This week’s floods in New South Wales are a warning of things to come—and of what we must do to support workers through the challenges of climate change.
Almost 24,000 people have been evacuated during the floods. As of Wednesday, the New South Wales State Emergency Service had received more than 11,000 calls for assistance. Rescue workers have helped aged care residents evacuate from their homes, retrieved families from their properties and saved individuals from rising floodwaters.
At Port Macquarie, Fire and Rescue NSW specialists had to remove snakes from a life raft as they waded a kilometre in total darkness to find a family with four young children stranded on their property.
On the NSW South Coast, communities still recovering from last summer’s horrific bushfires are now watching floodwaters stream through towns and landscapes that blazed barely 14 months ago. The view from the Cobargo pub, then and now, says all you need know about these dramatic and devastating weather events.
Events like fire and flood are going to increase in their frequency, intensity and severity across the coming years and decades. Warming oceans lead to higher evaporation rates, and to more moisture in weather systems. In climate scientist Joëlle Gergis’ words, “this makes wet seasons and wet events wetter than usual”.
“So while Australia has always experienced floods, disasters like the one unfolding in NSW are likely to become more frequent and intense as climate change continues,” Gergis writes this week in The Conversation.
With the exception of the Morrison Government, Australia talks a lot about climate change. Scientists have spent decades explaining what its impacts could look like, and the urgent need to act on carbon emissions, species loss, and saving our ecosystem. Teenagers have gone on strike demanding adults act for their future. And entrepreneurs are full of bright ideas for how technology can save us (just don’t ask them to pay their fair share in tax).
We hear less from our politicians about what climate change means for workers, unless it’s from career public servant-turned-politician Nationals Senator Matt Canavan, decked out in hi-vis and a hard hat for his many photo ops. But working Australians are part of the community facing the impacts of climate change. They will also be on the frontline, facing natural disasters and building the infrastructure that will see us into a carbon-neutral future.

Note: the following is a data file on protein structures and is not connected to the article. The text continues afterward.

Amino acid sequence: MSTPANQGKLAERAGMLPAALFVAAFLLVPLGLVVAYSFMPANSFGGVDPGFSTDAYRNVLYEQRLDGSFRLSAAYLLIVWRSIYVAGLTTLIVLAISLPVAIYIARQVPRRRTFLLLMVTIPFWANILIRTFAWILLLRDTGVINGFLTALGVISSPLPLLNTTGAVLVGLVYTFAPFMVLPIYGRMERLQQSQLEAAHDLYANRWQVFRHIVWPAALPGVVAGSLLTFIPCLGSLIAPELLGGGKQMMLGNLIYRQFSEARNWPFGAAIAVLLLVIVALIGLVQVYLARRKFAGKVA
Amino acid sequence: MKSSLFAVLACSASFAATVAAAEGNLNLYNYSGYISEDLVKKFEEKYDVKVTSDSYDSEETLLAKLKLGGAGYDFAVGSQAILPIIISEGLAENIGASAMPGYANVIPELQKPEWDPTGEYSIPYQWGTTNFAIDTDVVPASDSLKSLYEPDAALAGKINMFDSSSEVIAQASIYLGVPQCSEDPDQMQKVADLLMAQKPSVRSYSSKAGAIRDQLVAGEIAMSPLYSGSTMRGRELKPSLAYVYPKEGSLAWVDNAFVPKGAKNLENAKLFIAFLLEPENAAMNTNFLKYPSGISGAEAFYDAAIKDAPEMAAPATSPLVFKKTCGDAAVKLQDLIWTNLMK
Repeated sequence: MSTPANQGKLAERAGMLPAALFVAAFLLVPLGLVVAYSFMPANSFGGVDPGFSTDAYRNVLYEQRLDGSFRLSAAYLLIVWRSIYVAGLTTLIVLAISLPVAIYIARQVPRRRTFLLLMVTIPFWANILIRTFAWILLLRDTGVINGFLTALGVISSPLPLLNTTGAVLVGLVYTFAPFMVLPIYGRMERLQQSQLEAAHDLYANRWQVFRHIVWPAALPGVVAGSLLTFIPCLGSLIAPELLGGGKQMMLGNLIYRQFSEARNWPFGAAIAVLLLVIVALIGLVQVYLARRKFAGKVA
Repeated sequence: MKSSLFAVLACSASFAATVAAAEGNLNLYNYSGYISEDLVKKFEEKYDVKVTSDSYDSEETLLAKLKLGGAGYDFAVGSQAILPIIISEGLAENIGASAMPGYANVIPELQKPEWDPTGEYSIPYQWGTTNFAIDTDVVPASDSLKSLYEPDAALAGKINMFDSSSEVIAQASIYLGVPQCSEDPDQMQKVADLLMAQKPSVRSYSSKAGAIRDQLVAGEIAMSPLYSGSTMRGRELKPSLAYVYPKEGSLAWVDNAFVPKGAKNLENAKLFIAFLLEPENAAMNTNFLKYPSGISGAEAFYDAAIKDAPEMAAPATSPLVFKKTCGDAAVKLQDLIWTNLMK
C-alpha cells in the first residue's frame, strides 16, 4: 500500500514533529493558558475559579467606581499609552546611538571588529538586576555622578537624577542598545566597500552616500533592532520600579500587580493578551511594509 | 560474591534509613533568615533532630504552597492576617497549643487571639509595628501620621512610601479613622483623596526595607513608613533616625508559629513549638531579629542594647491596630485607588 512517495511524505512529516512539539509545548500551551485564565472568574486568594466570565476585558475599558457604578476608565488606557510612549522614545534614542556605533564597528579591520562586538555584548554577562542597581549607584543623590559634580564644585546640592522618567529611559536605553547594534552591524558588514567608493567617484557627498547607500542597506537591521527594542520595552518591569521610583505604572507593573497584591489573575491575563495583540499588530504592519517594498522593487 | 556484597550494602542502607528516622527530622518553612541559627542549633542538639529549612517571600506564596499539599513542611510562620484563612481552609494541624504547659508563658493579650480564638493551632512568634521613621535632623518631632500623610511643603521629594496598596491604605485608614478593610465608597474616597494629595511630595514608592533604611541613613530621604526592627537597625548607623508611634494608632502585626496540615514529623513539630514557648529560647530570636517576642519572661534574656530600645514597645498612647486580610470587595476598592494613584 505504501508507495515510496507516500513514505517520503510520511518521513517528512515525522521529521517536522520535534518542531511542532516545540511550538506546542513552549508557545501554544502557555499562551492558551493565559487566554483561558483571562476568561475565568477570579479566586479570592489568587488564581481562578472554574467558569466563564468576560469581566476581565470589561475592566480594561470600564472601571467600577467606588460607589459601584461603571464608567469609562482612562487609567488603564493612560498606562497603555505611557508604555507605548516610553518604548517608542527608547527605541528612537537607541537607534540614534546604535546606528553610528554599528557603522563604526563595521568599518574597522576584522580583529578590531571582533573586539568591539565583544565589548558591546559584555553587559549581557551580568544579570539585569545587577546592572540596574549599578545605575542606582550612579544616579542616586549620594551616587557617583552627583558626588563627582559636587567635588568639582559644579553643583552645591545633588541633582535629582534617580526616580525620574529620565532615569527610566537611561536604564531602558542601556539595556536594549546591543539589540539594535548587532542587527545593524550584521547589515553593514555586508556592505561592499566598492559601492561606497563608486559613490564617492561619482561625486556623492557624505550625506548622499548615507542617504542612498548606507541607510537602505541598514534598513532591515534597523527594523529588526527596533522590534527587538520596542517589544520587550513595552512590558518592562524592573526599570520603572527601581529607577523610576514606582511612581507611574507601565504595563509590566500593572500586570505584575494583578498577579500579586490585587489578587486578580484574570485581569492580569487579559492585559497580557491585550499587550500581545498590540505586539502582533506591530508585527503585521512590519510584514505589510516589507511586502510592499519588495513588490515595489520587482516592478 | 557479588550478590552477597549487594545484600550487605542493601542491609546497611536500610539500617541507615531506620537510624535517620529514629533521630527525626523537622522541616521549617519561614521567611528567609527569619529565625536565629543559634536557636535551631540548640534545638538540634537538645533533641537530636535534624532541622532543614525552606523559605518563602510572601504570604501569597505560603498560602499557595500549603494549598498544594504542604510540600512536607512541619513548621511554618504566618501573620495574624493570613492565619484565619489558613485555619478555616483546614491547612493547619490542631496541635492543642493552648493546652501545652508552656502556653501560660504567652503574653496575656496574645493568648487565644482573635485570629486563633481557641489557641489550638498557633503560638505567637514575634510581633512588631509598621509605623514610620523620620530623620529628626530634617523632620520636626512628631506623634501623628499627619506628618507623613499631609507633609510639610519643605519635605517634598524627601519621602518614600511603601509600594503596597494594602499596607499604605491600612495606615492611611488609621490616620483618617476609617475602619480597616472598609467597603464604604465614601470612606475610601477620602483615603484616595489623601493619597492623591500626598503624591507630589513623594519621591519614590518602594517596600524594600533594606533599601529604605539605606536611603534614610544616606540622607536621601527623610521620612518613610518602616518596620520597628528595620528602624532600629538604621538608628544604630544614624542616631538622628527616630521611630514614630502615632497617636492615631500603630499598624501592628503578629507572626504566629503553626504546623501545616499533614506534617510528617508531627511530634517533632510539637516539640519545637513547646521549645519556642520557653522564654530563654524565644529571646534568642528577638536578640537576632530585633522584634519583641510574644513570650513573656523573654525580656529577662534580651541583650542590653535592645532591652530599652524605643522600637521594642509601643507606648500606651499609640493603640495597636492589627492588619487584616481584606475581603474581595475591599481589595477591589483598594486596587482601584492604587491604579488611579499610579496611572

Meanwhile, last week, the Prime Minister flew into Portland, in Victoria’s Western Districts, to make—you guessed it—a big announcement: this time funding to save the town’s Alcoa aluminium smelter.
But the Morrison Government has left another local employer in the lurch. Portland engineering firm Keppel Prince is the only manufacturer of wind towers on the Australian mainland. Now 42 employees have already lost their jobs, and 100 more are on the line, after this Government refused to mandate local steel on a $360 million wind farm project down the coast in Port Fairy.
“The Morrison Government should put their money where their mouth is and fix this and fix it now. At a minimum, requiring 40 percent of the project use local steel and manufacturing will keep these Keppel Prince workers in their jobs,” Australian Metal Workers’ Union National Secretary Steve Murphy said.
Mandated local content quotas in manufacturing has been a key demand from Australian Unions as part of its response to the Covid-19 pandemic and its plans to ‘green’ the economy. It’s good for workers, and it’s good for the planet.
But try telling that to the Coalition. Under Morrison and co, we’re all being sold down the river when it comes to climate change.